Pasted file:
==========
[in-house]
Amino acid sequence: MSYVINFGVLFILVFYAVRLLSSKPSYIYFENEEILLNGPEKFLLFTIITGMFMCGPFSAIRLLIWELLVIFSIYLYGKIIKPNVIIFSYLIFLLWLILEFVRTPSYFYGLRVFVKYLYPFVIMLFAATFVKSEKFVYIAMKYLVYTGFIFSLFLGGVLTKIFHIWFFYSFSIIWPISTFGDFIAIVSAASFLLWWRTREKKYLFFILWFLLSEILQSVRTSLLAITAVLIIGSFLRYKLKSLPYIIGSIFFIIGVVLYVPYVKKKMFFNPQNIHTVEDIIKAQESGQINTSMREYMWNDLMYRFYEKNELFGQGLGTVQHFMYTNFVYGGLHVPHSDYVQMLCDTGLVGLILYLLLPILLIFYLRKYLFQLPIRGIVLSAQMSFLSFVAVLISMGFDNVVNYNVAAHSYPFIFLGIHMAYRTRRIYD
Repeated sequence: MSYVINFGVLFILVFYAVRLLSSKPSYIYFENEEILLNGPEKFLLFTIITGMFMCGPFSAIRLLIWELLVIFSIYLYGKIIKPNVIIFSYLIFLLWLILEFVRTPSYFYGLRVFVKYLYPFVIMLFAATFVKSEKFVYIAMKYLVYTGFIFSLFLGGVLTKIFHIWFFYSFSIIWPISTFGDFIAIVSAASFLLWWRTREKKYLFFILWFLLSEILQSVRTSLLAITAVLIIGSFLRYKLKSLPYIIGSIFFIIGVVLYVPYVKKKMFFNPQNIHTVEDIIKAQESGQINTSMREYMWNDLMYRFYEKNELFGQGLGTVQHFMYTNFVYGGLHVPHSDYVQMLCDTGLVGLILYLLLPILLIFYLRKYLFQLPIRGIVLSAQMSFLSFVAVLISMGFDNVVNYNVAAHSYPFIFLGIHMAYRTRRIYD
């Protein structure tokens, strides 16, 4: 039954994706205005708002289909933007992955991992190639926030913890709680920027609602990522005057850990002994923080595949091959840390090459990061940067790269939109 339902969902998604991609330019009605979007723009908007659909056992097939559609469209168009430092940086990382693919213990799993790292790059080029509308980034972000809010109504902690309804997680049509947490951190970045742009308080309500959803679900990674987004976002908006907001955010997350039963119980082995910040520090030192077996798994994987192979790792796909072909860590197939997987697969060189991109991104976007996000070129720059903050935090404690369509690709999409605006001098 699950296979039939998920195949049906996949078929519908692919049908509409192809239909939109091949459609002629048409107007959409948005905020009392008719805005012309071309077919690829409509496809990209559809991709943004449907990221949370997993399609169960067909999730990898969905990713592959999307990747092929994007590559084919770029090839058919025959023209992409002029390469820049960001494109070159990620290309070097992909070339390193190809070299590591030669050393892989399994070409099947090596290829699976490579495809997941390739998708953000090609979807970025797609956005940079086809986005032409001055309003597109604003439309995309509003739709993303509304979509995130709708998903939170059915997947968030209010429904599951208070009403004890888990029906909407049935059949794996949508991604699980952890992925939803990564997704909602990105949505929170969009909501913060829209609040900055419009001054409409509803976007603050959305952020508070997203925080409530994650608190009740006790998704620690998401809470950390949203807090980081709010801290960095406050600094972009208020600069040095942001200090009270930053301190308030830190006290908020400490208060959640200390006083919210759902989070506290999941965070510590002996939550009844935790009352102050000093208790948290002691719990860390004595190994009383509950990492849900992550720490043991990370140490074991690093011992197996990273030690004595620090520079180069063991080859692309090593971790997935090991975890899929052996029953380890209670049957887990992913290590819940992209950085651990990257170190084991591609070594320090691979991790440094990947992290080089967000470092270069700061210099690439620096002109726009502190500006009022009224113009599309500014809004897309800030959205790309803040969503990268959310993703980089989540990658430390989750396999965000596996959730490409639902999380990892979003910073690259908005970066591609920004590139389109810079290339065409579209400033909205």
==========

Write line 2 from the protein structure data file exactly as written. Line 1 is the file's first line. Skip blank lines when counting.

Amino acid sequence: MSYVINFGVLFILVFYAVRLLSSKPSYIYFENEEILLNGPEKFLLFTIITGMFMCGPFSAIRLLIWELLVIFSIYLYGKIIKPNVIIFSYLIFLLWLILEFVRTPSYFYGLRVFVKYLYPFVIMLFAATFVKSEKFVYIAMKYLVYTGFIFSLFLGGVLTKIFHIWFFYSFSIIWPISTFGDFIAIVSAASFLLWWRTREKKYLFFILWFLLSEILQSVRTSLLAITAVLIIGSFLRYKLKSLPYIIGSIFFIIGVVLYVPYVKKKMFFNPQNIHTVEDIIKAQESGQINTSMREYMWNDLMYRFYEKNELFGQGLGTVQHFMYTNFVYGGLHVPHSDYVQMLCDTGLVGLILYLLLPILLIFYLRKYLFQLPIRGIVLSAQMSFLSFVAVLISMGFDNVVNYNVAAHSYPFIFLGIHMAYRTRRIYD